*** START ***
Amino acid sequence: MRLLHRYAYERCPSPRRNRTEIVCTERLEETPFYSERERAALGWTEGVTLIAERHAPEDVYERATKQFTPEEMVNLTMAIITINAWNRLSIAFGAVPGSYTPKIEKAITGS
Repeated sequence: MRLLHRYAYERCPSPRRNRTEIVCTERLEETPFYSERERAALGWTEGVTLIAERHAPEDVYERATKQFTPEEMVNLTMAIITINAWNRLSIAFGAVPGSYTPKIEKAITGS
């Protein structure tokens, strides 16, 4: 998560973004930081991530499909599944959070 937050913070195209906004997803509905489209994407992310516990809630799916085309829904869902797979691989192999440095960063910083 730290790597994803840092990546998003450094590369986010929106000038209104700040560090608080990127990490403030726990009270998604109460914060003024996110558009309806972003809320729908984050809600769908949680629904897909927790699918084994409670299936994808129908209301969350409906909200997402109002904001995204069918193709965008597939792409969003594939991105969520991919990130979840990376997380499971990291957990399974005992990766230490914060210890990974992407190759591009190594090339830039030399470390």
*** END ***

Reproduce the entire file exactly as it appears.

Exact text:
Amino acid sequence: MRLLHRYAYERCPSPRRNRTEIVCTERLEETPFYSERERAALGWTEGVTLIAERHAPEDVYERATKQFTPEEMVNLTMAIITINAWNRLSIAFGAVPGSYTPKIEKAITGS
Repeated sequence: MRLLHRYAYERCPSPRRNRTEIVCTERLEETPFYSERERAALGWTEGVTLIAERHAPEDVYERATKQFTPEEMVNLTMAIITINAWNRLSIAFGAVPGSYTPKIEKAITGS
């Protein structure tokens, strides 16, 4: 998560973004930081991530499909599944959070 937050913070195209906004997803509905489209994407992310516990809630799916085309829904869902797979691989192999440095960063910083 730290790597994803840092990546998003450094590369986010929106000038209104700040560090608080990127990490403030726990009270998604109460914060003024996110558009309806972003809320729908984050809600769908949680629904897909927790699918084994409670299936994808129908209301969350409906909200997402109002904001995204069918193709965008597939792409969003594939991105969520991919990130979840990376997380499971990291957990399974005992990766230490914060210890990974992407190759591009190594090339830039030399470390």